May 01, 2018 – KERR MARKET SUMMARY – Volume 8, Number 6
The market volatility that resurfaced in the first quarter of 2018 continued in April, with investor attention focused on a broad range of risks. Yet one threat that has seemingly eased is geopolitical tensions. Not long ago, concerns were focused on combative U.S. rhetoric toward the North Korean peninsula. Yet ultimately a war of words came to nothing, the PyeongChang Olympics provided a timely détente, and Kim Jong-un is currently engaging in diplomatic negotiations with key players including the U.S. and China. Another risk making recent headlines was the possibility of war between Saudi Arabia and Iran. This could have been calamitous from an oil shock perspective. While the countries are still battling for influence across the Middle East, the risk of direct confrontation has ebbed. Finally, Trump’s protectionist threats to pull up the drawbridge on trading partners like China and Mexico have evolved into extended tariff exemptions and flights to Beijing in order to build frameworks that all partners can live with.
In all of this, a message worth remembering is that geopolitical threats rarely manifest. And even when they do, they seldom spill over into macroeconomic conditions or leave a lasting impact on global financial markets. Hence investing – or worse, divesting – a portfolio on the basis of geopolitical rhetoric is typically unsuitable.
The Bank of Canada left interest rates unchanged in April. Although Canadian economic indicators continue to demonstrate strength – near-full employment, robust economic fundamentals, inflation hovering around the 2.0% target rate – the Bank is pursuing a cautious approach in the face of housing market risks, record debt levels, and NAFTA uncertainties. At this juncture it is unclear just how high and how quickly rates will rise.
The global bond market’s primary benchmark, the 10-year U.S. Treasury yield, briefly knocked on a closely monitored door last month. The 3% mark was reached mainly due to expectations for stronger growth and inflation, but later retreated on news of weaker global economic data and easing geopolitical tensions. The psychologically significant 3% level has only been surpassed twice since 2011. Further rallying past this mark would be a headwind for risk assets, as it increases the cost of borrowing. The FTSE Canada Bond Universe Index returned -0.9% in April.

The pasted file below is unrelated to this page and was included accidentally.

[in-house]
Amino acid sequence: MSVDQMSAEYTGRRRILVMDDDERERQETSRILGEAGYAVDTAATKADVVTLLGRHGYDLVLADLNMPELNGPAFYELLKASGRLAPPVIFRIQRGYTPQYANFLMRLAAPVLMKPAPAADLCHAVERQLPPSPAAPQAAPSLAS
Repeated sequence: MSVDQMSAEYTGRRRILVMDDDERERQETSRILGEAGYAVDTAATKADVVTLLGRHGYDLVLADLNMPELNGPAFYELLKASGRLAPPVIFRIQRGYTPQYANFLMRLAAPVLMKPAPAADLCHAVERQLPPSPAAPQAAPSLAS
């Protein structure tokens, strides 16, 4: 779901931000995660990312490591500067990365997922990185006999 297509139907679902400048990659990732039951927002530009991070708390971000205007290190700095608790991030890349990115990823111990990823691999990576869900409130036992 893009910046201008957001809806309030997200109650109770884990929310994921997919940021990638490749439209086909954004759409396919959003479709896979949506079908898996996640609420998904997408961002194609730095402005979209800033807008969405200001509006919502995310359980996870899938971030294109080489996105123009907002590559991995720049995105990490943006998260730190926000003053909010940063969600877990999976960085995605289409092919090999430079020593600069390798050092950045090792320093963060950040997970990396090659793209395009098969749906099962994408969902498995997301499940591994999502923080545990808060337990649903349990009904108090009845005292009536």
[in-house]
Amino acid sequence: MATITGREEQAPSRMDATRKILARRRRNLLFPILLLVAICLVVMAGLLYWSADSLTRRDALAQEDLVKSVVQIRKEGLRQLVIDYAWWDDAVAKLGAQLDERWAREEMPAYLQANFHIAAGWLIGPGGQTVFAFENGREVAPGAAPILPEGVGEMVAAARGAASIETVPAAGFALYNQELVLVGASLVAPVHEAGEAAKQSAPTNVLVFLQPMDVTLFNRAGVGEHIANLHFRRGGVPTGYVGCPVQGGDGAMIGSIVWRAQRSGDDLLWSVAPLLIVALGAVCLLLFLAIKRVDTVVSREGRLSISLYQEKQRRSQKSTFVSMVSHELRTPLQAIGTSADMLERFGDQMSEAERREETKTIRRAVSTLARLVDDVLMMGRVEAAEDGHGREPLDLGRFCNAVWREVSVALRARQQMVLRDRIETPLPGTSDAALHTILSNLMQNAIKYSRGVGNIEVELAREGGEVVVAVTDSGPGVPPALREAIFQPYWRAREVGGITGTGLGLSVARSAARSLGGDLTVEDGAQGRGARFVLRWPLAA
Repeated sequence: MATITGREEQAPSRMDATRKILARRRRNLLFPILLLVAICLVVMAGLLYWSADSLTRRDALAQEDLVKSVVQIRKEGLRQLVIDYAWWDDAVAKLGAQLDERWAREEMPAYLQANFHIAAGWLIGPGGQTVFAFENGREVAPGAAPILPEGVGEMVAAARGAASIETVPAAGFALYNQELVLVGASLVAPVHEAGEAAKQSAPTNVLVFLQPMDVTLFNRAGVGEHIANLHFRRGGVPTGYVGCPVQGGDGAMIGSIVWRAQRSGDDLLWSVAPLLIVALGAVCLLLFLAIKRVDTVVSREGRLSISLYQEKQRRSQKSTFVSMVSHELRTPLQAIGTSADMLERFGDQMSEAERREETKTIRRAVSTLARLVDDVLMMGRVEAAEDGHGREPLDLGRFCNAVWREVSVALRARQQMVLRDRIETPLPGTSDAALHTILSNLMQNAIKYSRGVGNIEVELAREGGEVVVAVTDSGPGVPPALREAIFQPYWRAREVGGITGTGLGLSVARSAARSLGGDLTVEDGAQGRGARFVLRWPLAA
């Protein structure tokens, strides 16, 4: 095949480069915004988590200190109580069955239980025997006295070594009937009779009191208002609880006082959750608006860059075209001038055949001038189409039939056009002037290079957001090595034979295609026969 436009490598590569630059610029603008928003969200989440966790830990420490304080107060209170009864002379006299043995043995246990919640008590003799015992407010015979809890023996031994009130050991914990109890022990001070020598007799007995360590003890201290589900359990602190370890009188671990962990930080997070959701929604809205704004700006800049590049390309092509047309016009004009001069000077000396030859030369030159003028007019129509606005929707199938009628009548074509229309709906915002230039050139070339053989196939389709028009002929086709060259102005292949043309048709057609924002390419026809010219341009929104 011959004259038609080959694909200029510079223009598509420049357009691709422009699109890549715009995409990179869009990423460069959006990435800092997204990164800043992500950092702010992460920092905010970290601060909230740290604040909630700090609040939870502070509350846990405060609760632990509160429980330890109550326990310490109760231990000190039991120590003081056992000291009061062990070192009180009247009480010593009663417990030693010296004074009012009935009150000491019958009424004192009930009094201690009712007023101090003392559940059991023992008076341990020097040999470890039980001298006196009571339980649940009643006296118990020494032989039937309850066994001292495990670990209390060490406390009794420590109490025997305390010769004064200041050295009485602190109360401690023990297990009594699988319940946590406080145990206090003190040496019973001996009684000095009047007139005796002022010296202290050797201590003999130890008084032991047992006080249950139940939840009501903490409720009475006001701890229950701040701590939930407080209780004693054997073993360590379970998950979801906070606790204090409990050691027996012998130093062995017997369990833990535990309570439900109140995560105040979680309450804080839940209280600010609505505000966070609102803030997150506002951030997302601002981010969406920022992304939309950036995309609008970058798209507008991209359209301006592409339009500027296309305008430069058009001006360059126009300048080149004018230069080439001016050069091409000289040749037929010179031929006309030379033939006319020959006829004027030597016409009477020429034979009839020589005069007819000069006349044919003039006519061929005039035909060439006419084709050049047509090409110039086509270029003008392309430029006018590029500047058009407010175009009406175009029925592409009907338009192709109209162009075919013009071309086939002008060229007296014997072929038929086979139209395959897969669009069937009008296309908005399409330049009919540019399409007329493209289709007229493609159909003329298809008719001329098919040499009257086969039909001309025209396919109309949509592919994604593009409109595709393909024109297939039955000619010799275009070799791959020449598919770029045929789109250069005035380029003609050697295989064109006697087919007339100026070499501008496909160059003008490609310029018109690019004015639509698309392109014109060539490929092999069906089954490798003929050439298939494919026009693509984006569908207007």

April stock market news was dominated by a highly impressive start to corporate earnings season. With the majority of S&P 500 companies already reported, 78% have beaten expectations. Nearly 80% of firms are ahead of EPS expectations by 9%, and 74% have beaten revenue expectations by 2%. Although equity markets struggled to find upside momentum in the first half of April, most managed to notch a positive month for the first time since January – the slew of positive U.S. tech firm earnings and marquee M&A deals particularly buoying investor sentiment. The TSX, S&P 500 and MSCI World Index returned 1.8%, -0.2% and 0.4% (CAD) respectively. Pundits postulate that the global equity outlook will depend on corporations’ abilities to beat earnings expectations for the rest of the year. This leaves little room for disappointment, especially in an environment of rising interest rates, borrowing costs and market volatility. But the good news is that corporate earnings still continue to improve.
In currency markets, the U.S. dollar hit a four-month high in April before closing the month trading at 78 cents against the loonie. Easing geopolitical tensions and higher yields have enabled investors to focus on greenback-boosting fundamentals. The Canadian dollar outperformed most major currencies last month as oil prices rose and inflation data pointed to further interest rate hikes this year.
In oil markets, prices rallied above three-year highs last month. The ascent was supported by a perception that tensions in the Middle East and crisis-hit Venezuela could lead to supply disruptions. Thanks to healthy demand and extended supply cuts, oil has been one of the top-performing commodities of 2018. Benchmark crude oil prices advanced 5.6% in April.
Sources: Capital Economics, National Bank Financial, Globe Investor